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About Us

Alice's Day 4 July 2020

Welcome to our virtual Alice's Day! This year's theme is Picture This to mark 200 years since the birth of Sir John Tenniel, whose illustrations of Alice made him a household name. Browse our full programme of activities below.

Picture This with Chris Riddell, Saturday 4 July , 11.30
An incredible live-drawing event with the nation's favourite illustrator, hosted by Nicolette Jones.

Delve into the magical world of Alice’s Adventures in Wonderland with Story Museum Patron Chris Riddell as he guides you through Alice's adventures and reintroduces old favourites including the White Rabbit, the Queen of Hearts and Alice like you have never seen her before. Chris will also be revealing ‘Alice in Lockdownland’ inspired by your requests.

This event has now been and gone but you can re-watch the live drawing session on our Youtube Channel here. Don't forget to subscribe!


Return to Wonderland

What happens in Wonderland when Alice isn't there? More than 150 years since Alice's Adventures in Wonderland was first published, leading children's authors Piers Torday and Amy Wilson talk with Nicolette Jones about returning to Wonderland without Alice and imagining alternative universes - a timely tonic for these unreal times.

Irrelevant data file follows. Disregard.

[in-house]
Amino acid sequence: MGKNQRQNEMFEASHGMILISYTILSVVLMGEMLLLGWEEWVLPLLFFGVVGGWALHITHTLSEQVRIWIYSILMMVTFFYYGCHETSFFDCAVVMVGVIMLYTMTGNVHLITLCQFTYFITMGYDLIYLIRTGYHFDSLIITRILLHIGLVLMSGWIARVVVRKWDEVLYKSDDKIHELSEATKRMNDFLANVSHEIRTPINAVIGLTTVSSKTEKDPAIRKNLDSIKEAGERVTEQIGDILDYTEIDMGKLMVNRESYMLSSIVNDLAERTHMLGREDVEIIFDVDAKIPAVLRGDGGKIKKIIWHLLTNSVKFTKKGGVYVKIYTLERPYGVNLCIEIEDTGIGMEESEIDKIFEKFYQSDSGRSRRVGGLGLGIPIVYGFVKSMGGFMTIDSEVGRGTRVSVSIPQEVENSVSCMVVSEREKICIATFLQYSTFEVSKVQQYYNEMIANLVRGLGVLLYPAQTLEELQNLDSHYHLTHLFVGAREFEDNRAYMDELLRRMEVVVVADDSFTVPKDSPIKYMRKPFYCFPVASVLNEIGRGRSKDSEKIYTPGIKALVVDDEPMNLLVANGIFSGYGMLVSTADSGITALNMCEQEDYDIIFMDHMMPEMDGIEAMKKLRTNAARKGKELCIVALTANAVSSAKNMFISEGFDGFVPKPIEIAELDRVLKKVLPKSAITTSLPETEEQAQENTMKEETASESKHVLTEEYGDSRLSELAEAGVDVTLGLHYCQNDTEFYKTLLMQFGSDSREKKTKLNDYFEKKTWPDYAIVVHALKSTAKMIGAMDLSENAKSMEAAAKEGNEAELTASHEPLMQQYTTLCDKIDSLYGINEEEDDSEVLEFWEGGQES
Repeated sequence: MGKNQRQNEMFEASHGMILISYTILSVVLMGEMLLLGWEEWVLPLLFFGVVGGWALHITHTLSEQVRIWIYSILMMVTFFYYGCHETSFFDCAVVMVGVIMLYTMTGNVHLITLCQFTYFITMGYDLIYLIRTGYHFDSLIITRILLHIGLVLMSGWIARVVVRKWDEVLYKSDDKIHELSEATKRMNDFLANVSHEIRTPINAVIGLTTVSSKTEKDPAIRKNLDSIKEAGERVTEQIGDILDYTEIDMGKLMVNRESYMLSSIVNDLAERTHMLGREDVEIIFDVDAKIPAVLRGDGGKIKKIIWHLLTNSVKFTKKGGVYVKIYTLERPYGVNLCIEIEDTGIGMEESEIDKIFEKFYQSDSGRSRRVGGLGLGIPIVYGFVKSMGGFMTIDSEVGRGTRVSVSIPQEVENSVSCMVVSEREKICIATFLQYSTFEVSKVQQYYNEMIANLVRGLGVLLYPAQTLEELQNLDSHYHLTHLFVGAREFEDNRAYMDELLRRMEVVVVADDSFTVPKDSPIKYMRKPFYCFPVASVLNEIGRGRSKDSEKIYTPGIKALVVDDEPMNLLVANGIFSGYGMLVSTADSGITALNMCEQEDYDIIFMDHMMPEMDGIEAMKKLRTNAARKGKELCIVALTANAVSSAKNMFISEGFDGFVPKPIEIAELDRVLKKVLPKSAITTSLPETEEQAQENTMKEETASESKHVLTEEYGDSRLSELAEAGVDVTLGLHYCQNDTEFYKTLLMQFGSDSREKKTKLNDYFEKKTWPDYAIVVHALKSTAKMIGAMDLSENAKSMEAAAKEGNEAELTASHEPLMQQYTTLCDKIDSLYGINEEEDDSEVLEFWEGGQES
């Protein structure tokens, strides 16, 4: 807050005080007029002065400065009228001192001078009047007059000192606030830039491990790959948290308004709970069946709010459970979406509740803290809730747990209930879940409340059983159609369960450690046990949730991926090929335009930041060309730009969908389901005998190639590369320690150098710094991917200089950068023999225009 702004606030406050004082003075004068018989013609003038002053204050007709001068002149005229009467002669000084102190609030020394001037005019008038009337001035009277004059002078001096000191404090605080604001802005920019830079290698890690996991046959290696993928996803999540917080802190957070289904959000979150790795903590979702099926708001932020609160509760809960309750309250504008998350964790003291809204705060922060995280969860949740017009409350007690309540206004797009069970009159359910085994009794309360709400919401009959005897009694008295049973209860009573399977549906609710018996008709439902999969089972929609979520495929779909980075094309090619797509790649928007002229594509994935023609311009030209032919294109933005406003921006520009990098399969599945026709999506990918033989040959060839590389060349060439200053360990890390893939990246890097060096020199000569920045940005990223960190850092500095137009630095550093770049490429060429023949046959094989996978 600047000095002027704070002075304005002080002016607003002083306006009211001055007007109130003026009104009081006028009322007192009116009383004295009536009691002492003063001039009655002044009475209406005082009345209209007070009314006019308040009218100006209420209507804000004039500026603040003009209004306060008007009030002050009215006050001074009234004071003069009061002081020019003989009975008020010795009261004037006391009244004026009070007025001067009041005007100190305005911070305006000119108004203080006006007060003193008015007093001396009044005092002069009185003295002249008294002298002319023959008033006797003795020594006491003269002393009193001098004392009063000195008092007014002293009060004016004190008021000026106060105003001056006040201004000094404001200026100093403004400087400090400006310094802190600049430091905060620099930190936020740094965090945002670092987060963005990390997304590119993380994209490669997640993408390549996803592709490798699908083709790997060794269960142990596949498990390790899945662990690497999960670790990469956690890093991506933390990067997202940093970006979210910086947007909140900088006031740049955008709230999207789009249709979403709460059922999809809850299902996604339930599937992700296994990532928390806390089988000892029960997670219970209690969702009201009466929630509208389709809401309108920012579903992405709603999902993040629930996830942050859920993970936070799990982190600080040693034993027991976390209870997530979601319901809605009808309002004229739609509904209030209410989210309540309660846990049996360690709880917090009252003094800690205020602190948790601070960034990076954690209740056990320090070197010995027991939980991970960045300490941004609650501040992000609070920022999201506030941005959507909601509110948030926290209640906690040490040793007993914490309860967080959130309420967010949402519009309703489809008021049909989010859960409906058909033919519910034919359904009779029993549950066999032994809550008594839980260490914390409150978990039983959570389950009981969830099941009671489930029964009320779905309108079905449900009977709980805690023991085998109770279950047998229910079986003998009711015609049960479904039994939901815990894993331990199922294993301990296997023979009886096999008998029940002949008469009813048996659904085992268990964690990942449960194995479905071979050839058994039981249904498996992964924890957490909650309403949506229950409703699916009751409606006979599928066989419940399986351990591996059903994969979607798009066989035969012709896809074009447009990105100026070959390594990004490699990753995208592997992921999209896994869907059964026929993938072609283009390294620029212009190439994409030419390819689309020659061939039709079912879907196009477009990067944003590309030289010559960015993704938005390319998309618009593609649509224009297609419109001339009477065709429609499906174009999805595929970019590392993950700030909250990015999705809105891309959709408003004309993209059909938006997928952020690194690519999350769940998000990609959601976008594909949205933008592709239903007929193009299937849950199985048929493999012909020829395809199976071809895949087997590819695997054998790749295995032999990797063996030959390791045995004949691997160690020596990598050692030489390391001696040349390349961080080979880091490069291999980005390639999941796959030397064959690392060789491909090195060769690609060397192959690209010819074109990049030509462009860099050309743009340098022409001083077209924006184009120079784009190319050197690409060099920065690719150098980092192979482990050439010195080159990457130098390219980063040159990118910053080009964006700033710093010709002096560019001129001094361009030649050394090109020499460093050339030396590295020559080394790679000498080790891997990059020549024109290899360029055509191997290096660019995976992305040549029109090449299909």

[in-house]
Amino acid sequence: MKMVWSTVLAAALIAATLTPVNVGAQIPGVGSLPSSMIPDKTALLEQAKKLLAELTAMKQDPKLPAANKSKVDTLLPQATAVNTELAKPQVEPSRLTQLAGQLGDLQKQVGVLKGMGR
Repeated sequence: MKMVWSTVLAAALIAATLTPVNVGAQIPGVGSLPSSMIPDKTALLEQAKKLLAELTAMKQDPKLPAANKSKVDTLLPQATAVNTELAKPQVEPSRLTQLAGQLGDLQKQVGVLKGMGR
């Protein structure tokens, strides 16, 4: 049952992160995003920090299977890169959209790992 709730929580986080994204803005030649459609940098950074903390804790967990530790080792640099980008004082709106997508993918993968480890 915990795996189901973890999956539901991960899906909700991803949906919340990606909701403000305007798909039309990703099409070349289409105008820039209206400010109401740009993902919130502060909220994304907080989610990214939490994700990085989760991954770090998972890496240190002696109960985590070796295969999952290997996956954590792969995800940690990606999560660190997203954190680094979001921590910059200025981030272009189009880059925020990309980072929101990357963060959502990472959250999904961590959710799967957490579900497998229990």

Watch the video from 10:00 on Saturday 4 July


Riddles with Peter Chand

Why is a raven like a writing desk? Lewis Carroll loved composing logic puzzles, riddles and nonsense poems. Join Story Museum artist-in-residence Peter Chand as he takes you on a journey through some of his favourite riddles and stories.

Click here for Peter's Riddles

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The Picture This Challenge

Recreate one of Tenniel's famous illustrations from Alice's Adventures in Wonderland or Through the Looking Glass. The Oxford University Botanic Gardens are challenging you to create your own tea party using only items from plants and trees. Download the activity sheet. Or take a look at the Museum of Oxford's ideas using whatever you can find in your house. Download the activity sheet. And remember to share your pictures on Twitter, Facebook and Instagram using #AlicesDay #PictureThis

Lewis Carroll

Photographing Wonderland

Discover more about the real Lewis Carroll, find out about his work in Oxford, his interest in photography and more about the History of Science Museum's Lewis Carroll collections.

Alices Day Thaumatrope

Create a Thaumatrope

The Victorians loved optical illusions and nothing in Wonderland is quite as it seems. Make your own simple Alice-themed Thaumatrope with help from our friends at the Museum of Oxford and watch how two images merge into one!

Download the activity sheet

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Challenges and Cheshire Cats

The History of Science Museum has plenty to keep you busy. Find out how to draw your own Cheshire Cat in six easy steps, then have a go at solving their fiendishly addictive Alice-themed puzzle challenges.

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Spot the Difference